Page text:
On Saturday morning, I ran the Verd Anez Benefit 5K. Verd, a beloved hockey coach and community member, died on January 31 of this year. He was shoveling snow off the roof of a pole shed when he fell through a fiberglass skylight. He was killed instantly when he hit the floor of the shed. Verd and his wife, Karen, have seven children, ranging in age from elementary school to college.
My dad worked with Verd's father at Minnesota Power for a number of years. My parents often stopped to talk to Verd and his family after church. Family meant everything to him, he had a deep love of God and strong faith, and he was known for his kindness and generosity. He will be greatly missed.
Click HERE for a KARE 11 news report about Verd, if you want to read more. There is also a video on that page you can watch.
Last weekend when I was home, I read a short article in the local paper about the 5K, which was being held to raise money for his family, and I decided then that I would run it. I didn't know Verd well, but I wanted to run to commemorate his life and also do something to help his grieving family.
Saturday morning, I headed over to the race site (Little Falls Community Middle School) about 8:30 a.m. I registered for the race and picked up my t-shirt. The race didn't start until 10:00, so I had plenty of time to stretch, drink some water, use the bathroom at the middle school, and chat with several people that I knew, including an old teacher, former classmates, a family friend, and one of my dad's co-workers.
|This was just a few minutes after registration opened. More people showed up... a LOT more.|
The race started behind the press box at the track/football field between the middle school and high school. There were no bib numbers, timing chips, or prizes for the winners. The scoreboard on the football field kept track of the elapsed time. My wardrobe (long-sleeved tech shirt and cropped running pants) was a smart choice because it was a cool, cloudy day with periods of sprinkles.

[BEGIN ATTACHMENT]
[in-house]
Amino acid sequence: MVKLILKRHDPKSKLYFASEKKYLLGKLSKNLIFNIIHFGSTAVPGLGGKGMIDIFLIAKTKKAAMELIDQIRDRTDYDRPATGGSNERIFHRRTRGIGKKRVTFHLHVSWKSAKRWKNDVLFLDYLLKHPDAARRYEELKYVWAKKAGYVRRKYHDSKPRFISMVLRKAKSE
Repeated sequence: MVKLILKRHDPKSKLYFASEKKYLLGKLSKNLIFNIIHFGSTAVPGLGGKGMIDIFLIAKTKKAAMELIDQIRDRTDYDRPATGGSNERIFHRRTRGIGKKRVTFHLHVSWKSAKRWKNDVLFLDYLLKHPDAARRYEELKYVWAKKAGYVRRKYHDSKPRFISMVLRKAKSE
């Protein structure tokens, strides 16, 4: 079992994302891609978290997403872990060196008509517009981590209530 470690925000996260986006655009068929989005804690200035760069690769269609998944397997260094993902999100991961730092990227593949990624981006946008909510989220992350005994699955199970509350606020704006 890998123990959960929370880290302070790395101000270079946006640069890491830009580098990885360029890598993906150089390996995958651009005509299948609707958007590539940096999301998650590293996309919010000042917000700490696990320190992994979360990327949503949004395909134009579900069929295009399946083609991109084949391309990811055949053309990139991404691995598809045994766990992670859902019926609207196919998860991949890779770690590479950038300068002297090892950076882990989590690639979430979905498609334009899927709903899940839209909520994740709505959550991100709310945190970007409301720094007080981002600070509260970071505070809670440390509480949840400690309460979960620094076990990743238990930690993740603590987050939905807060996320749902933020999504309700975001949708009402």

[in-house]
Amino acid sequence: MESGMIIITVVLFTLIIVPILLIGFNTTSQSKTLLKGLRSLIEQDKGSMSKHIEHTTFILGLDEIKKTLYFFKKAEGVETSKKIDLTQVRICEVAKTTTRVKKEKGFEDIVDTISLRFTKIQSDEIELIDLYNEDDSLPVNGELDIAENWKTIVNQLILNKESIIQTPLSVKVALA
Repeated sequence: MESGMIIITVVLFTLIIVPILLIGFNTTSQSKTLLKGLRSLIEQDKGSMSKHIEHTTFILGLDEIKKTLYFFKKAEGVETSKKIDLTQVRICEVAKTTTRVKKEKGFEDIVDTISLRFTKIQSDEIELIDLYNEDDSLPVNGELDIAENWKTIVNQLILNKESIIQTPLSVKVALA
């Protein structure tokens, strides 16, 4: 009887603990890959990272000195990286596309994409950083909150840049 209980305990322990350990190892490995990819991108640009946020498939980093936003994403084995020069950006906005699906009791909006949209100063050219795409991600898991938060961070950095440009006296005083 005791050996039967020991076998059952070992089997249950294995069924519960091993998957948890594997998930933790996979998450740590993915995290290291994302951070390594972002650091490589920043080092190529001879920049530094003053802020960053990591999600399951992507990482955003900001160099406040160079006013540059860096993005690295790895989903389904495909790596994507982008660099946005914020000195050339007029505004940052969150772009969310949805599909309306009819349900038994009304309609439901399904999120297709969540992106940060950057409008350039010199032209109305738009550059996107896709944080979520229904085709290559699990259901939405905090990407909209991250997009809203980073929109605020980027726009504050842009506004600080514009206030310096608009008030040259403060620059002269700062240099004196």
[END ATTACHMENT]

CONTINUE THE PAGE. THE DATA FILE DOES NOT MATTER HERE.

I started out the race towards the front of the pack. The first mile was pretty easy for me. I had about a 7:56/mile pace going as the course weaved around the middle and high schools and into a residential neighborhood. There was a slight downhill during this portion, so that helped me out. I felt like I was slowing down a little as I hit the halfway mark, and I stopped at the lone water stop on the course to drink a little water. At this point in the race, my forearms felt strange, like the muscles were both tensing up and going numb. I had rolled up the sleeves of the long-sleeved tech shirt I was wearing, so I rolled them back down again. A few minutes after the race ended, my arms felt fine. That's the first time that's ever happened to me before… weird.
After the half-way mark was a gradual incline as Broadway turned into First Street. I trucked my way up that hill, but felt my pace slowing as I passed Lindbergh Elementary and the middle school. We ran around the middle school again and past the Exchange Arena, where Verd coached hockey, to finish where the race started, behind the press box. I kept my steady stride going as I finished, looking at the scoreboard for my finish time.
Not too bad for my first 5K of the year. I should get faster as the summer progresses.
I drank a bunch of Gatorade after the race and picked up a few food items to take home, as I wasn't hungry at that point and planned to eat something when I got home. I chatted with my former teacher after she finished (28:xx); she's running her very first half-marathon in Fargo on May 21. Rain was coming down harder at that point, so I headed home.
|Race shirt and post-race fuel|
|Back of t-shirt... love that quote!|
Verd, thank you for gracing us with your presence for the short time you were on this earth. You will be deeply missed.